Marko pushed back his chair and sighed in contentment. Then he threw a glance over at Wolfe. "There is this book now that I was given by one of my friends from a man in England that I think you would find interesting. The man's name was curious, Berlin, I think?"
"The songwriter?" Archie asked.
Marko chuckled. "No, not that one. Another one. Ah, that's it. Isaiah."
"I am familiar with the name." Wolfe finally contributed.
"But of course, you are. You know all men."
"There is a point to this," Wolfe said. He hated to have his digestion interrupted, and literary criticism was not a topic that lent itself well to the purpose.
"It's amusing. He had a quote from a Greek in it. The fox knows many things, but the hedgehog knows one great thing."
"So what does that mean?" Archie was leaning forward, ignoring Wolfe's grimace.
"Well, you would be a fox. A man of many talents, but no overwhelming cause, I believe. Whereas a man such as myself has a cause and uses his abilities to support it."
Wolfe looked over at him at the last statement. Marko seemed lost in thought, but at Wolfe's questioning look, he roused. "And that would make me a hedgehog, if I follow that amusing theory."
"What would that make Wolfe?" Archie grinned.
Marko laughed. "Ah, but does not his name say it all?"
"Puns," Wolfe said eventually, with great distaste, "are one of the lowest forms of humor."
When Orrie Cather blows himself up at Wolfe's door, it is another death in a long line of deaths that Wolfe can call his own.
That people die for him is without question. Johnny Keems could have answered this. So could many of Wolfe's clients. They die on his doorstep and Wolfe takes most as a personal insult. Sometimes he solves cases simply out of affront.
That Wolfe may cause many deaths is also a known factor. There are corpses without names in the Balkans. More recently, several murderers never see the inside of a prison, but make the front page of the papers and the obituaries. Cramer can never prove how Wolfe makes it happen, but he knows it happens. The weapon may be a Mafia triggerman or a murderer's own bomb, but Wolfe kills them nonetheless.
This is Wolfe's justice and it can be as implacable as the hours of his day.
Archie's girlfriends are always lovely. Their hair color may change, their eyes may be brown or green, but they are consistently some of the most attractive women in whatever place he finds himself.
They may be mothers, daughters, secretaries or socialites. They are spirited, intelligent, good dancers, terrible liars, decent food critics, or avid appreciators of flowers. They come to him as clients, witnesses, or relatives of both. Some of them turn out to be murderers.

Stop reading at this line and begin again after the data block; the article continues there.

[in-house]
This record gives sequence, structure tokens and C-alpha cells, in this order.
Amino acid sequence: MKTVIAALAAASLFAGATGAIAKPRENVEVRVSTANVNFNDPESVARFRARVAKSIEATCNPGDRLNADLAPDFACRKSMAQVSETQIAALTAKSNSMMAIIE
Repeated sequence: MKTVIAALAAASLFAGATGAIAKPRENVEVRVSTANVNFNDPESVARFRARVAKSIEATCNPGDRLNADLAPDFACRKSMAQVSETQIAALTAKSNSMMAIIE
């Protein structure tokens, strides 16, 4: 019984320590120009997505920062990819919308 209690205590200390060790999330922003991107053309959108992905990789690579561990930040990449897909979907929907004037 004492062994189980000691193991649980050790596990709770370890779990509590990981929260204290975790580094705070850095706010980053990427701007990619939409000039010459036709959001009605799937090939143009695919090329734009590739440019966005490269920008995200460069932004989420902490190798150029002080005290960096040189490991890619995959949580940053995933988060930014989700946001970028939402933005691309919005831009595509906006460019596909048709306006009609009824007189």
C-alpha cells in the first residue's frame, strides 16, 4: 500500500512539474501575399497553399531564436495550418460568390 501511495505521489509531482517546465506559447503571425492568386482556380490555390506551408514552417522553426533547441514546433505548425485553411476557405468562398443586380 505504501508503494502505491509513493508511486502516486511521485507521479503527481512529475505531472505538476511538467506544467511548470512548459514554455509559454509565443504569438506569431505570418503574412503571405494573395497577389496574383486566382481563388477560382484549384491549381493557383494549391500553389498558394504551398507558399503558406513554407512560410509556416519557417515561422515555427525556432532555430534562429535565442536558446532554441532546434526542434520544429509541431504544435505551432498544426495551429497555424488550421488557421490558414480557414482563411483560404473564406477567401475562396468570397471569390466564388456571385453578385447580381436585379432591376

And the pattern is often the same. Archie will flirt with them, he will protect them, and Wolfe will be annoyed by most of them. He respects Archie's talents, however, and knows with a certainty that with most of them, they will be gone in a month.
Archie is chivalric without fail, but the women do not stay. Some get married. Some die. Some merely disappear and neither Archie nor Wolfe ever hears of them again.
The only one who remains is Lily and she knows far more about Archie's duties and commitments than they do.
The bell rang in the manner that inimitably marked the appearance of Inspector Cramer. Wolfe had contemplated sending Archie to block him at the door, but Archie's usual bravado of quitting several hours ago had put a stop to that idea.
Fritz apologetically showed Cramer in, which Wolfe acknowledged with a nod of the head.
Cramer looked around. "Where's Goodwin?"
"He is out, for the moment."
"Do you know when he'll be back?"
"I am not his keeper."
"I thought you knew where everyone was at all times, especially with him."
"Do you have a point here or are you merely taking over his services of badgering?"
Cramer ran a hand through his hair. His personal dispute with the universe was well marked on his face. "Yeah, well, maybe you can explain why one of my men spotted a guy on Fifth Avenue several hours ago who bears a pretty good resemblance to Goodwin talking to a girl that just turned up dead on Seventh."
It was now Wolfe's turn to show annoyance. "And you believe Archie's involved in the man's death?"
Cramer sighed. "You and I both know the kid doesn't tend to off people, but damn it, Wolfe, if you're investigating something I have the right to know before I see any more bodies turn up in the morgue."
"Inspector Cramer, I can assure you I am not currently involved in any cases. If Archie has chosen to take on a client, it is his own responsibility. He is currently, as he put it, letting someone else take over the job of making me work."
"In other words, he quit again?"
"He believes he is no longer under my service and is not reporting to me on his activities. If you wish to find and question him, I can give you no assistance in that regard."
"But he's going to show up here sooner or later. I might as well save time and wait until he comes back."
It only took one displeased grunt from Wolfe, but that was enough to make Cramer's long-simmering temper explode.
"Look, I've known you long enough to know that when he's involved, you're going to be involved. It's just a matter of time and I'm too damn tired to wait until you two work out who's getting paid and who has to apologize to who."
Wolfe stared coldly back. "If and when Archie decides to come back, you may question him then. Until that occasion, I cannot allow you to interrupt my evening."
"Fine. But the minute you see Goodwin, tell him he has to talk to me. You know it's better me than some D.A." Cramer stormed out of the office, grabbing his coat.
At the front door, he yelled back. "Oh, and Merry Christmas."
Wolfe waited until Cramer had slammed the door behind him, before sitting back in his chair and closing his eyes.